As a part of the administration’s efforts to restrict legal and illegal immigration, President Trump endorsed a sweeping Senate bill that would slash legal immigration levels by half over a decade. The Reforming American Immigration for Strong Employment (RAISE) Act would create a points system for employment-based green cards, so that people applying for visas would need to meet certain requirements.
Trump said the points system would not allow immigrants to “just immediately go and collect welfare.” But that’s not really how the system works right now; most immigrants are ineligible for public benefits “immediately.” What is Trump talking about?
“Welfare” is a broad term for a range of social safety-net programs aimed at low-income Americans. The 1996 Personal Responsibility and Work Opportunity Reconciliation Act restricted noncitizens’ eligibility for major federal public assistance programs, such as Supplementary Security Income (SSI), Supplemental Nutrition Assistance Program (SNAP, formerly known as food stamps), Medicaid and Temporary Assistance for Needy Families (TANF).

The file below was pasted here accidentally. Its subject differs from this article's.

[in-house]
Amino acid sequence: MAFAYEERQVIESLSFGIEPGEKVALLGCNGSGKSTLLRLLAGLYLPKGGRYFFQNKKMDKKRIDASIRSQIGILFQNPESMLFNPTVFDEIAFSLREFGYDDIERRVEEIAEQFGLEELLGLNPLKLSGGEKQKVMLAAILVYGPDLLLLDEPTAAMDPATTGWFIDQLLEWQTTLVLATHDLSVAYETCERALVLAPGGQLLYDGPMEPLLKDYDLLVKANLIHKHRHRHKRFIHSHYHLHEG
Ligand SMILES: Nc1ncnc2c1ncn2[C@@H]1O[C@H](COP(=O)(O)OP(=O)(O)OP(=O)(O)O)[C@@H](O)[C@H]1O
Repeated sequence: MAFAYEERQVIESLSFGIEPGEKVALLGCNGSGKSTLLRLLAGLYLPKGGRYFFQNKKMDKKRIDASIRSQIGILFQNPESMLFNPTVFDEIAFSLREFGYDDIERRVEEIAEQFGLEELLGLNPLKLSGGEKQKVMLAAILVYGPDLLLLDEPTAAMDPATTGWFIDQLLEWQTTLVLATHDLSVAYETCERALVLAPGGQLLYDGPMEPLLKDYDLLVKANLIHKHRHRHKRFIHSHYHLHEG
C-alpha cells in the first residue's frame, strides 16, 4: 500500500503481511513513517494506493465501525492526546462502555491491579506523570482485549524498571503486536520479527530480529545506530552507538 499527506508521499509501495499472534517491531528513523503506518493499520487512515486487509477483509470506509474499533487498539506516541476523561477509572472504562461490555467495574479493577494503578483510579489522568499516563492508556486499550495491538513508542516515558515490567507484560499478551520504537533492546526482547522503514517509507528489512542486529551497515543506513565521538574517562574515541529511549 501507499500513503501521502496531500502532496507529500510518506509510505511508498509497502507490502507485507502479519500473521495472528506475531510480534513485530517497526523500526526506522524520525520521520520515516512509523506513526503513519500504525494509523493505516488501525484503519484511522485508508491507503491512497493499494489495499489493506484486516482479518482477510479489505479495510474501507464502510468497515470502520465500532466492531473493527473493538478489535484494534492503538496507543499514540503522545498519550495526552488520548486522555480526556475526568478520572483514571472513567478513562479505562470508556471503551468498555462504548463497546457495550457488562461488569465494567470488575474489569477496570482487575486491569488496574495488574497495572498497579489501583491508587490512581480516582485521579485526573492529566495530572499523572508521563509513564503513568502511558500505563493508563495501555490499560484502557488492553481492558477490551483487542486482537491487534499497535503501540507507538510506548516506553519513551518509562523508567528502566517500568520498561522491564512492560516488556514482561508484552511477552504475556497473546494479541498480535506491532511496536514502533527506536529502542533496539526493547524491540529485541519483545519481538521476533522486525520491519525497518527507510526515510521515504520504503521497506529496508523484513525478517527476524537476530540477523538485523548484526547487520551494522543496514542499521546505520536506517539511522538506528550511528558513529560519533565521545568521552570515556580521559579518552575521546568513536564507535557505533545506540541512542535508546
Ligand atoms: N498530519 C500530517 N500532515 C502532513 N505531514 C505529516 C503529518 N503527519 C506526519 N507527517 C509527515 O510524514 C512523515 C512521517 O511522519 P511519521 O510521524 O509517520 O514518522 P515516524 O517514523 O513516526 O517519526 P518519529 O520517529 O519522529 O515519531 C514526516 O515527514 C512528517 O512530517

In general, legal permanent residents (green-card-holders) are not eligible for these four programs unless they have worked in the United States for at least five years. There are some exceptions, including asylees, refugees, people with a military connection and victims of trafficking.
Some immigrants immediately become eligible for SNAP if they have young children. Some states provide state-level Medicaid or the Children’s Health Insurance Program to pregnant legal permanent residents and their children during their first five years of residency.